HOLIDAY SPIRIT SURVIVAL GUIDE
The love and stress of the holidays…ah the joy! This Thanksgiving was the first time in about a dozen years that I didn’t make a turkey as we were invited to a catered holiday, and I admit it feels really odd. I almost bought one of the sad leftover birds today at the market. Instead I battened down the hatches and got organized for the two holiday parties that are coming around at shocking speed—my family’s Hanukah party, and Christmas dinner for my husband’s family. It will all be happening here in Brooklyn this December, though I’m hopeful my husband will be surprising me with a birthday dinner somewhere in between. I stocked up on some of the things we can make ahead and to lessen the mammoth shopping.
There is a method to my madness– I find cooking with the kids keeps the present mania in check. This year we’ve decided to give experiences, rather than the usual toys—which means a private skateboarding lesson for Mathias, who at 6 1/2 is unnervingly obsessed with being cool, and theater and ballet tickets for Natasha, age 5. We’re giving cooking lessons and kitchen playdate certificates to most of our friends and families too, and we’re tying the gift certs onto packages of my “Aunt Linda’s Ruggies” (see recipe below).
As for the parties, I’ve picked up some cool wrapping paper sheets and craft paper to use in place of table linens, and I’ll let the kids decorate their table, and strew some ornaments or Hanukah gelt around in between the buffet depending on the holiday. Lots of white plates with silver and gold napkins keep it festive and small cake stands filled with cheeses, sugared fruits, and nuts (try my No-Fry Candied Spice Nuts) keep it simple yet delish. Hmmm…. I’m thinking prime rib roast and candied quince…well, not too simple, it’s the holidays after all!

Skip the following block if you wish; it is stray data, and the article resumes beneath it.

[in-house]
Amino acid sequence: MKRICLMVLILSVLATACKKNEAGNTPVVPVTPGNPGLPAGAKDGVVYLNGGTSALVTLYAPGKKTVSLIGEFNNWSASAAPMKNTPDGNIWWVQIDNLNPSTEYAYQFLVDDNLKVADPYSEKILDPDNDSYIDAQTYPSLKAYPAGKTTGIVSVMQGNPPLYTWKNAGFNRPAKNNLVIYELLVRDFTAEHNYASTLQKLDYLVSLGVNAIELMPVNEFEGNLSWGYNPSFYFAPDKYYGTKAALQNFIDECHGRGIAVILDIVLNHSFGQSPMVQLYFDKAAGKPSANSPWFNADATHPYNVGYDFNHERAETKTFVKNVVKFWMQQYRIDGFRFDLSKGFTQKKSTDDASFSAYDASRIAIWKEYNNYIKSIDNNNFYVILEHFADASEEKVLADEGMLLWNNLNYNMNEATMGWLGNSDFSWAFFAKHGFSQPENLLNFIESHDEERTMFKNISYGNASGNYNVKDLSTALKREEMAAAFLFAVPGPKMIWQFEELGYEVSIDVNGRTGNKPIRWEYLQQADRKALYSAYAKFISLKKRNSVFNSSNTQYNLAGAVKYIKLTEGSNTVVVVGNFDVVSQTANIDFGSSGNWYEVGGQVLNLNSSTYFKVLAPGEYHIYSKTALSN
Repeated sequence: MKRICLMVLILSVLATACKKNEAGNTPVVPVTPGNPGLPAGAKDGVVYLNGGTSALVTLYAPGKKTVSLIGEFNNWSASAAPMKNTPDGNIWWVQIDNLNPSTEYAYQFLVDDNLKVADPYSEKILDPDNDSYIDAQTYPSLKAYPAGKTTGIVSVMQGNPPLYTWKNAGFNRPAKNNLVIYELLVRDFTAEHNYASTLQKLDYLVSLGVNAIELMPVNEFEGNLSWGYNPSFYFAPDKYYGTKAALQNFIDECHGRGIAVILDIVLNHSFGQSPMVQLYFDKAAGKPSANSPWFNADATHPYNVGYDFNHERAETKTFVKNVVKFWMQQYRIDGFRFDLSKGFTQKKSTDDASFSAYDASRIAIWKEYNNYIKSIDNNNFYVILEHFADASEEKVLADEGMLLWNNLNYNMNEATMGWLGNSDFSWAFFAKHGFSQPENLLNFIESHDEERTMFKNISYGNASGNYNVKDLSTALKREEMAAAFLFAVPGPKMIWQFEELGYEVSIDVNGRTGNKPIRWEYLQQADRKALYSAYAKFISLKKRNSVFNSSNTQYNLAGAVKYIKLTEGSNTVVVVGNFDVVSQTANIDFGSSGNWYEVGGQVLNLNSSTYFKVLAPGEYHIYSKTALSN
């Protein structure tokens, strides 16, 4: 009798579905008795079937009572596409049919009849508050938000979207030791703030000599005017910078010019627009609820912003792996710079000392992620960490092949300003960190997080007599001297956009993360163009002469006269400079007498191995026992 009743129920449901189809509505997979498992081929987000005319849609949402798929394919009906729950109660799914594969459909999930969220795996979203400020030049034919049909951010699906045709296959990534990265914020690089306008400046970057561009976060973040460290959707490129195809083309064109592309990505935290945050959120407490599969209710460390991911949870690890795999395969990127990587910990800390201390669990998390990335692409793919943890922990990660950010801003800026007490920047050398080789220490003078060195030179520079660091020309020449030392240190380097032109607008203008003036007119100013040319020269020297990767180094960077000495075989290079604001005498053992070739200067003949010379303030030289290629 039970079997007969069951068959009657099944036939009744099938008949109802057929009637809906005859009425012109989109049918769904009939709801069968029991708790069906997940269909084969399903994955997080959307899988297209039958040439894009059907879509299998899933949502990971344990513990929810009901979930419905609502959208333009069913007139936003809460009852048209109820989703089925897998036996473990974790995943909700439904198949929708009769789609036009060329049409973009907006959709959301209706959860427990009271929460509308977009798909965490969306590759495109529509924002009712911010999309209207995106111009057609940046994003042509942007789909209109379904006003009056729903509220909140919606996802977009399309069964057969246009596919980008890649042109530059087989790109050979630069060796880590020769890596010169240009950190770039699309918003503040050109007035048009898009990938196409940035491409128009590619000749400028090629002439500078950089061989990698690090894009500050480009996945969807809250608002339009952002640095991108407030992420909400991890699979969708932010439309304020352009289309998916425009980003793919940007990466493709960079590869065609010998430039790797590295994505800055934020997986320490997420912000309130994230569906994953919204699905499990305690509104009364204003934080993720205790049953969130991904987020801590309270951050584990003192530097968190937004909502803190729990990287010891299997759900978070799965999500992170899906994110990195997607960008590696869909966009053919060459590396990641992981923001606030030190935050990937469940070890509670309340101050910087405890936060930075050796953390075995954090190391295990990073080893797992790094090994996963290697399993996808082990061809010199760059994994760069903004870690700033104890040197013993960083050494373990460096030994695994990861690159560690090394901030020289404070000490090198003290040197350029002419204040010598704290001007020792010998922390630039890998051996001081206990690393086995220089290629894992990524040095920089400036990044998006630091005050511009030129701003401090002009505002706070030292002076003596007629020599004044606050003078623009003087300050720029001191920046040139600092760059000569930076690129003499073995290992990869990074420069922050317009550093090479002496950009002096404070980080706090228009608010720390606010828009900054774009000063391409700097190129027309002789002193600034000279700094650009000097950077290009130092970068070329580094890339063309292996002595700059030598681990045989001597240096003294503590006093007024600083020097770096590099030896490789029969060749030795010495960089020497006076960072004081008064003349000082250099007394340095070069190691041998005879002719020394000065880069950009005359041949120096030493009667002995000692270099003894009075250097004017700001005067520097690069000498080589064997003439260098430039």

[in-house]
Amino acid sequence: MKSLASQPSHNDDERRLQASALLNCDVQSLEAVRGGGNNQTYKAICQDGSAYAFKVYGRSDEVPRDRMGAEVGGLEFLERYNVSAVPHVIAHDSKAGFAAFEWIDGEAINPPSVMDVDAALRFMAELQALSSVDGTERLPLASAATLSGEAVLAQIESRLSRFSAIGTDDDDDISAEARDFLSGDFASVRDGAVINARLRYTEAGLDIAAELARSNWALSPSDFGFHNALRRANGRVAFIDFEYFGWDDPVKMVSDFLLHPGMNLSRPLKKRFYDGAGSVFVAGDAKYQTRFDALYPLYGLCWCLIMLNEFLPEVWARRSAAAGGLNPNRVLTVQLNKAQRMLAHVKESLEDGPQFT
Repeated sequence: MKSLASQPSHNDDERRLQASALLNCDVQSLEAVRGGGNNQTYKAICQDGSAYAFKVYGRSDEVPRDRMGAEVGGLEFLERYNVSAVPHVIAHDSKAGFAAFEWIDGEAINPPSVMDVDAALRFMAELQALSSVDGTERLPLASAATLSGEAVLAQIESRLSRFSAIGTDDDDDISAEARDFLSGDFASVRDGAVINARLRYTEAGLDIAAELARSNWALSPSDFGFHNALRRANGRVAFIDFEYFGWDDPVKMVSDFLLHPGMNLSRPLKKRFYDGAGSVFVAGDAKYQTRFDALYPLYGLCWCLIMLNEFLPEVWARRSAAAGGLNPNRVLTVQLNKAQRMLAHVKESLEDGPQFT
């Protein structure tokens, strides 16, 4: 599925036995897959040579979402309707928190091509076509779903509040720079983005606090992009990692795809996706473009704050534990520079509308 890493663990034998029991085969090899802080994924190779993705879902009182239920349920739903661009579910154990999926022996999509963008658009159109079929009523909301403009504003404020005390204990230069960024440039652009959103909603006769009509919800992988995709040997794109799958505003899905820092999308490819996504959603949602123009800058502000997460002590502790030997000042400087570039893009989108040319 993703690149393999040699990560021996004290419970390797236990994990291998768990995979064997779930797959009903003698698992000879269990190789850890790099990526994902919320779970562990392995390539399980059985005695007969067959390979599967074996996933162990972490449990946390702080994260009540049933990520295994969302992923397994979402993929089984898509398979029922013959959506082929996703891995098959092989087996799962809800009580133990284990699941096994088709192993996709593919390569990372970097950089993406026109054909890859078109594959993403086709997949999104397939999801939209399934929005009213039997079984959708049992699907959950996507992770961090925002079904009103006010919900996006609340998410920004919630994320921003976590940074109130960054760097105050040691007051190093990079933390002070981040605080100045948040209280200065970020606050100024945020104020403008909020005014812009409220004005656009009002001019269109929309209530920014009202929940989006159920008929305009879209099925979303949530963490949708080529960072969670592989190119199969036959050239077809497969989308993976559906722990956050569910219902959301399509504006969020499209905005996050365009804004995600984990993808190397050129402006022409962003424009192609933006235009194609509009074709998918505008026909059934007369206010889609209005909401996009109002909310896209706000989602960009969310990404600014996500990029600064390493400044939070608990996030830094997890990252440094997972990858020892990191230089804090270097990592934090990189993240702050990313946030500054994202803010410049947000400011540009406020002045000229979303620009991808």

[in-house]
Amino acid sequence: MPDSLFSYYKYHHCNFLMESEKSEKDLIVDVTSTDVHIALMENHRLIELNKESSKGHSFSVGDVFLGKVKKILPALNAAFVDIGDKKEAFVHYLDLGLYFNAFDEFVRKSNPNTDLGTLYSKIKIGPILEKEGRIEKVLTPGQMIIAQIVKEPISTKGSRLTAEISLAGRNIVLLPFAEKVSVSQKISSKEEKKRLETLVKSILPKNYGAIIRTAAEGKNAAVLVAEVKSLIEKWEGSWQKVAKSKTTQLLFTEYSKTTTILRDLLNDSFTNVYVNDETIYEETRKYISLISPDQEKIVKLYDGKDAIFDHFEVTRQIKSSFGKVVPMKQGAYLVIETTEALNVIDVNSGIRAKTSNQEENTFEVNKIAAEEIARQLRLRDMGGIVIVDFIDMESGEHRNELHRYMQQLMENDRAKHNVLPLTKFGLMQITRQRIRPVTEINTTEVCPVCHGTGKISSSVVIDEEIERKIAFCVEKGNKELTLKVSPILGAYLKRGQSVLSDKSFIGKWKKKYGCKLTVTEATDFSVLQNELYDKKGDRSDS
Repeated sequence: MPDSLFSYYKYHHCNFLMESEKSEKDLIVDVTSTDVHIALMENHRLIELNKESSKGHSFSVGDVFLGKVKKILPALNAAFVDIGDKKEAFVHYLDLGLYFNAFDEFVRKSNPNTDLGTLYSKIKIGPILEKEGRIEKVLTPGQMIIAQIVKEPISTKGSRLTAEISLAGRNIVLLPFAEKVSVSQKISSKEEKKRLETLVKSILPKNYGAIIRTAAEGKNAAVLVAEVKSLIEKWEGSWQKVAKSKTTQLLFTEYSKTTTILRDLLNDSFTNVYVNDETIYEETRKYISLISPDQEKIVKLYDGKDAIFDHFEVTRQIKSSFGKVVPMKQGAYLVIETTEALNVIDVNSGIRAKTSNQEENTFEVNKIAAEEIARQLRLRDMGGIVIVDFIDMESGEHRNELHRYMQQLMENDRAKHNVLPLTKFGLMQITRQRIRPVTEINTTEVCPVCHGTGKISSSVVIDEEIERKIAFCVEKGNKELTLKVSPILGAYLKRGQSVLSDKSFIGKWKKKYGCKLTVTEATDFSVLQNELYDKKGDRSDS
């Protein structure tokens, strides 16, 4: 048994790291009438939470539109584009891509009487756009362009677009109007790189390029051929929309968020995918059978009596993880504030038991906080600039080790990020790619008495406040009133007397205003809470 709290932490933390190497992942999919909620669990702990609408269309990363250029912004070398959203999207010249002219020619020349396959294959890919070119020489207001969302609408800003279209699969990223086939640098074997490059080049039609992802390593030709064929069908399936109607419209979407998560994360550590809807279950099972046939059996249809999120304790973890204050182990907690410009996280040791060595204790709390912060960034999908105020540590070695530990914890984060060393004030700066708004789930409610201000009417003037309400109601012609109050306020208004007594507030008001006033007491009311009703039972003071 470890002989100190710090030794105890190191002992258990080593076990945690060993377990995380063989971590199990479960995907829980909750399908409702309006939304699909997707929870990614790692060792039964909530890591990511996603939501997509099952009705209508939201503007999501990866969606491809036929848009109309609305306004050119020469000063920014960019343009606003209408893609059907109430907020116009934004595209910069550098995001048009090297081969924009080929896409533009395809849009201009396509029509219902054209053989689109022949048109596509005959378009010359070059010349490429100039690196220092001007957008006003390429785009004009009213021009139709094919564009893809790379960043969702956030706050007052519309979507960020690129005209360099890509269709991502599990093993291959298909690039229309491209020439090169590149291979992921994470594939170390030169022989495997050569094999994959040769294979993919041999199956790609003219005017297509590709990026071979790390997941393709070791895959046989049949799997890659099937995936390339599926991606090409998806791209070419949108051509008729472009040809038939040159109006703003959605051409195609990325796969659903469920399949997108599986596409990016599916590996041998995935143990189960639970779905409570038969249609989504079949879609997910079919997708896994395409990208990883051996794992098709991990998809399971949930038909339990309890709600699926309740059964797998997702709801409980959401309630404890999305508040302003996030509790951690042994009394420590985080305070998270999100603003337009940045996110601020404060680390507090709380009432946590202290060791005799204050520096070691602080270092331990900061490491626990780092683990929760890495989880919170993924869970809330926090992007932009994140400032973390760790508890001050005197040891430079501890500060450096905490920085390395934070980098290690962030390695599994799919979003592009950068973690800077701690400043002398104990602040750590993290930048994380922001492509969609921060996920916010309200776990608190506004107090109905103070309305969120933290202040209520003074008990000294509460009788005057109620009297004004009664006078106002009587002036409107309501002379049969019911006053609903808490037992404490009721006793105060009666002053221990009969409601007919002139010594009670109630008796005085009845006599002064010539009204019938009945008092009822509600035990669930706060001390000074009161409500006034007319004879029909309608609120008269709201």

PS-check out the kids in action in the Time Out Kids NY Holiday edition.
Ruggies (Aunt Linda’s Rugelach)
These sandy, crescent roll – shaped, traditional Jewish cookies come from my Aunt Linda, who went well beyond the traditional jam and nut fillings and started using wacky candy chunks. She used to sell them years ago, and kept her recipe under lock and key. I finally got it out of her on a recent trip to Texas, but only on condition that I help her make hundreds of them for a friend’s birthday. It took five hours!
Now, while no sane person would make hundreds at a time, baking rugelach is a great activity for a birthday party. It makes a big mess, but it’s loads of fun and once the cookies are done, they get dropped into the take-home goody bags-hurray! You can also make a batch of the dough the night before and keep it in the refrigerator. Linda’s tip is to tape down waxed paper over the entire surface of your kitchen table; you’ll need a very large workspace.
For the dough
1 1/2 pounds cream cheese at room temperature
1 1/2 pounds (6 sticks) unsalted butter at room temperature
6 3/4 cups all-purpose flour
1 1/2 teaspoons salt
To fill and roll
1 pound each of about 4 favorite candies, such as Rolos, Heath bars, m&m’s, yogurt raisins, or chocolate covered raisins
One 15-ounce jar raspberry or apricot jam
2 cups walnuts, finely ground (see Note)